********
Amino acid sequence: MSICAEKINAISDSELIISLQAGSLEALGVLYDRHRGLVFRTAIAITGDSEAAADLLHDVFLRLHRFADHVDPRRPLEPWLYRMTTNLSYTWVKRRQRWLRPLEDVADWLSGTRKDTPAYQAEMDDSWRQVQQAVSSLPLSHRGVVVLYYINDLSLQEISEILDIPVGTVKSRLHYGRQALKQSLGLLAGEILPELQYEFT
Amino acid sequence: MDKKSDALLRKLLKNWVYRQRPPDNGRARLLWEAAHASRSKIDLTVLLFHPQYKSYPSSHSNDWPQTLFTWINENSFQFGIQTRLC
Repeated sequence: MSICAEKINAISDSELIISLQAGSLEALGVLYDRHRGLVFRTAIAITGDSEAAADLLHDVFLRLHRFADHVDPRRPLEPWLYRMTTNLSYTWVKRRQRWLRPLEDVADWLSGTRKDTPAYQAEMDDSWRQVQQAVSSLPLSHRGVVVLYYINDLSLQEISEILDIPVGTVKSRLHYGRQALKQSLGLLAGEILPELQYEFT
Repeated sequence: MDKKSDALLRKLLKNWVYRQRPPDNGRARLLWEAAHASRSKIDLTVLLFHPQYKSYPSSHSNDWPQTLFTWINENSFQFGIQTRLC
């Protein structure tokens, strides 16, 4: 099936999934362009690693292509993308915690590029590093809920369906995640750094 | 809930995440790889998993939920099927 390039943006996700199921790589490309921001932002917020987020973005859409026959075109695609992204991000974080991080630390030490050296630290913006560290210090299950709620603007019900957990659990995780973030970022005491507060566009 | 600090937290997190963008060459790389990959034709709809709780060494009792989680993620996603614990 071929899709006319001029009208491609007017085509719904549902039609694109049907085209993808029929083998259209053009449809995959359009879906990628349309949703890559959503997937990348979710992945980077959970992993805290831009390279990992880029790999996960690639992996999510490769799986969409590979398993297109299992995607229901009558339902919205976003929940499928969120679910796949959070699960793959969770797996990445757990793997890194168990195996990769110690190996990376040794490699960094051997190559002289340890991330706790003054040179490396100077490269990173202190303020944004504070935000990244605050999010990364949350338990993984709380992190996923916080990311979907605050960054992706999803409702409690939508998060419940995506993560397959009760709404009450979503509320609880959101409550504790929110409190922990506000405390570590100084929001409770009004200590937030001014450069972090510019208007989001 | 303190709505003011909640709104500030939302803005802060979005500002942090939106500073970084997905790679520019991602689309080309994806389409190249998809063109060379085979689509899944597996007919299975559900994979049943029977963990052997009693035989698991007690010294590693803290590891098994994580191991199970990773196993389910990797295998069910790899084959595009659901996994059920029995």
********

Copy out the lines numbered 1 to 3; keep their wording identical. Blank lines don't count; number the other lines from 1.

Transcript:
Amino acid sequence: MSICAEKINAISDSELIISLQAGSLEALGVLYDRHRGLVFRTAIAITGDSEAAADLLHDVFLRLHRFADHVDPRRPLEPWLYRMTTNLSYTWVKRRQRWLRPLEDVADWLSGTRKDTPAYQAEMDDSWRQVQQAVSSLPLSHRGVVVLYYINDLSLQEISEILDIPVGTVKSRLHYGRQALKQSLGLLAGEILPELQYEFT
Amino acid sequence: MDKKSDALLRKLLKNWVYRQRPPDNGRARLLWEAAHASRSKIDLTVLLFHPQYKSYPSSHSNDWPQTLFTWINENSFQFGIQTRLC
Repeated sequence: MSICAEKINAISDSELIISLQAGSLEALGVLYDRHRGLVFRTAIAITGDSEAAADLLHDVFLRLHRFADHVDPRRPLEPWLYRMTTNLSYTWVKRRQRWLRPLEDVADWLSGTRKDTPAYQAEMDDSWRQVQQAVSSLPLSHRGVVVLYYINDLSLQEISEILDIPVGTVKSRLHYGRQALKQSLGLLAGEILPELQYEFT